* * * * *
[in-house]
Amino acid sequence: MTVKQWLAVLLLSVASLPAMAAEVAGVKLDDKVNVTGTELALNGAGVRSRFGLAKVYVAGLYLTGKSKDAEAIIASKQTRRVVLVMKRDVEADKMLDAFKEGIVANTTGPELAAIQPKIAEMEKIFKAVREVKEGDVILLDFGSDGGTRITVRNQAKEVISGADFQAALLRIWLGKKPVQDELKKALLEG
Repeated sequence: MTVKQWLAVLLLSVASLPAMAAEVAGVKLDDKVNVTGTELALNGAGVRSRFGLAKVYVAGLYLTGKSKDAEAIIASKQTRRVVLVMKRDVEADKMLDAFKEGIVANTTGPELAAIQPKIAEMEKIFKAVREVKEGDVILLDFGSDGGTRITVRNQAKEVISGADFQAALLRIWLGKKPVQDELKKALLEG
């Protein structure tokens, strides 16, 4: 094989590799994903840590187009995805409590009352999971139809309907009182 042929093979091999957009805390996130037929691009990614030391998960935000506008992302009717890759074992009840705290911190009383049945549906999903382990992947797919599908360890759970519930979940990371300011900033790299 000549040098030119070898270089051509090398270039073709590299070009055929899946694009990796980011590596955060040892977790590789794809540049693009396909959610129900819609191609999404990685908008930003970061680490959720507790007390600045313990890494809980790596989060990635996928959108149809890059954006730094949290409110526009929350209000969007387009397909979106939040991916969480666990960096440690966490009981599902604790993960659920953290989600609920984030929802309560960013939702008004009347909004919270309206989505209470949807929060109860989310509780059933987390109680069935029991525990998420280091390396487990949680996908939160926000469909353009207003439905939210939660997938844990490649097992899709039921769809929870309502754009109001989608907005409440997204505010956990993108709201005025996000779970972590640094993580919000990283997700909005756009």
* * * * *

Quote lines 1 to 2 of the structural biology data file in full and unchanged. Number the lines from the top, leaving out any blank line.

[in-house]
Amino acid sequence: MTVKQWLAVLLLSVASLPAMAAEVAGVKLDDKVNVTGTELALNGAGVRSRFGLAKVYVAGLYLTGKSKDAEAIIASKQTRRVVLVMKRDVEADKMLDAFKEGIVANTTGPELAAIQPKIAEMEKIFKAVREVKEGDVILLDFGSDGGTRITVRNQAKEVISGADFQAALLRIWLGKKPVQDELKKALLEG